Defense Date

1992

Document Type

Dissertation

Degree Name

Doctor of Philosophy

Department

Pharmaceutical Sciences

First Advisor

William H. Barr

Abstract

The objective of this investigation was to evaluate quantitative electroencephalography (EEG) as a measure of CNS stimulation. The reproducibility and sensitivity of quantitative EEG was compared to neuroendocrine, mood, and psychomotor performance measures.

The study was conducted in two parts. The first part investigated the inter- and intra-individual variability associated with a series of pharmacological response measures under baseline (no drug) conditions. It was an open-label pilot study in which eight healthy male volunteers underwent a series of tests (EEG, visual continuous performance task (CPT), a finger tapping task, and self-rated mood scales) repeated eight times over a 12 hour period on three occasions, one week apart. The second part evaluated the sensitivity of quantitative EEG to dextroamphetamine (DA) compared to other response measures. It was a double-blind, placebo-controlled, four-period crossover study in eight healthy male volunteers. Subjects received 5 mg, 10 mg, or 20 mg DA or placebo orally, and underwent the same series of tests as well as blood collection for serum prolactin and DA determination, eight times over a 12 hour period. A GC method allowing quantitation of 2ng/mL DA in serum was developed.

The greatest between-day, within-day, and intrasubject variability was associated with quantitative EEG. Learning effects were observed for the psychometric tests, and first session effects were apparent for several of the tests including the EEG. EEG response to DA was observed only in the 3 subjects who had baseline alpha activity greater than 35%. There was a statistically significant decrease in serum prolactin levels after DA administration, with the largest decrease observed after the 5 mg dose. Mood scales showed that 3 of 9 subjects experienced dysphoria after DA dosing. The effect on mood was generally greater as the dose increased. One subject was discontinued from the study because he experienced intense dysphoria after the 5 mg dose. Doses could not be distinguished based on the results of the psychometric tests. Effects on mood, serum prolactin levels, and performance as measured by CPI and finger tapping were not correlated with the EEG changes observed. Pharmacokinetic evaluation showed that the rate of DA absorption appears to decrease as the dose increases.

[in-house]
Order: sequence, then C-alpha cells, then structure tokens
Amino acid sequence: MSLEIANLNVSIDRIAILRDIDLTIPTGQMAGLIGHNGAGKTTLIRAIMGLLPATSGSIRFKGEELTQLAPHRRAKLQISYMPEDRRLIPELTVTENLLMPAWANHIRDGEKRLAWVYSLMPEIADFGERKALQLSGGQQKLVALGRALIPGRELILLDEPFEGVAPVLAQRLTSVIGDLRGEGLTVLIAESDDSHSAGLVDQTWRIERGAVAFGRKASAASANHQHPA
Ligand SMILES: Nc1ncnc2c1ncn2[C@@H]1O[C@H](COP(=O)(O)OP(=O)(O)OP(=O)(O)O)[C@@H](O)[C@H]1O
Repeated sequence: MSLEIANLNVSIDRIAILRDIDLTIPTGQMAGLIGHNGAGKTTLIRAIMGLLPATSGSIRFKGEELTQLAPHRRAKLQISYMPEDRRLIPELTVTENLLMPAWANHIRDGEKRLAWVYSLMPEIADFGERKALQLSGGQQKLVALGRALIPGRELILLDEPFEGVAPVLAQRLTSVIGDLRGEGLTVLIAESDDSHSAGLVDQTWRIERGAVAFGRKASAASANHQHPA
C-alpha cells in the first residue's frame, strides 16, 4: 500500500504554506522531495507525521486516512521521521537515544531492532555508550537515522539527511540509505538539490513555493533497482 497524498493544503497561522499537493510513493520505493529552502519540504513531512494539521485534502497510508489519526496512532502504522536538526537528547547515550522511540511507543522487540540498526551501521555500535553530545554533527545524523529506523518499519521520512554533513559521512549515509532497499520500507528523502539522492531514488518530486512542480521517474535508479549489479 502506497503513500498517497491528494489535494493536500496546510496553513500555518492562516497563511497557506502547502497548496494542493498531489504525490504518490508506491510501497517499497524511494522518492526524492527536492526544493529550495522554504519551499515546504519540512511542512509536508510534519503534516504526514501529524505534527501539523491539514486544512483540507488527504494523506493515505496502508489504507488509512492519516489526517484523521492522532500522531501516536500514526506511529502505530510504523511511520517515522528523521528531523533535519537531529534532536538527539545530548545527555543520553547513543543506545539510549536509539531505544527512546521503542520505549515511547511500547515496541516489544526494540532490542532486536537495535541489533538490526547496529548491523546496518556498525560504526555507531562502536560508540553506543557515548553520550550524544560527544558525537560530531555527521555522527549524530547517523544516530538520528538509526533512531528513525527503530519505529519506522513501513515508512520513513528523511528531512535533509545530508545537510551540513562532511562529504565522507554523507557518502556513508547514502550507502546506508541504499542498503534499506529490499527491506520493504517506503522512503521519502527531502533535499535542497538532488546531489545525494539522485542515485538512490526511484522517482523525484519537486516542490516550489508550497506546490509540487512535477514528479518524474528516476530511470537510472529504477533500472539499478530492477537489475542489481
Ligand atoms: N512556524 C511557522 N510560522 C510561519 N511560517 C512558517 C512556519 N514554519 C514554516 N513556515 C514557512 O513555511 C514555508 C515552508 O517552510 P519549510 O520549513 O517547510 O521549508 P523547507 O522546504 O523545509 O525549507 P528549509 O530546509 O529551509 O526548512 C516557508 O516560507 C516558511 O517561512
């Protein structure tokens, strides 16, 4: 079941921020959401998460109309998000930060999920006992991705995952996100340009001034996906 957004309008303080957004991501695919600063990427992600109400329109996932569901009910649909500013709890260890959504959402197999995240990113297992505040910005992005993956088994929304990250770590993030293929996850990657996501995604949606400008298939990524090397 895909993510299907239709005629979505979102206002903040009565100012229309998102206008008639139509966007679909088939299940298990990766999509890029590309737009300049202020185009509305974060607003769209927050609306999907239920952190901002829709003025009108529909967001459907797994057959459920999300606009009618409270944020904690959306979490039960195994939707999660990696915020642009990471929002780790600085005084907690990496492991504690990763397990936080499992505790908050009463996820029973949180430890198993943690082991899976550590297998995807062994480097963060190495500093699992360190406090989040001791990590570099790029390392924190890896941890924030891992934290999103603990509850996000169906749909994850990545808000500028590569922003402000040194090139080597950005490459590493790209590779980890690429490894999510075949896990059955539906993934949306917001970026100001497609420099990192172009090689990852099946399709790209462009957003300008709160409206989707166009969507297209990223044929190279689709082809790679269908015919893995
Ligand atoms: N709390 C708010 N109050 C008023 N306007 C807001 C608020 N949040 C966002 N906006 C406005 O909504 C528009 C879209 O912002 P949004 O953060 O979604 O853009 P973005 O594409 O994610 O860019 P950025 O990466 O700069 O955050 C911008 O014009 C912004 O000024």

Quantitative EEG conducted under our study conditions and study population was not more sensitive for the assessment of CNS stimulation than the other response measures evaluated. The sensitivity may be improved by screening volunteers to select subjects with higher background alpha activity.

Comments

Scanned, with permission from the author, from the original print version, which resides in University Archives.

Rights

© The Author

Is Part Of

VCU University Archives

Is Part Of

VCU Theses and Dissertations

Date of Submission

6-19-2018

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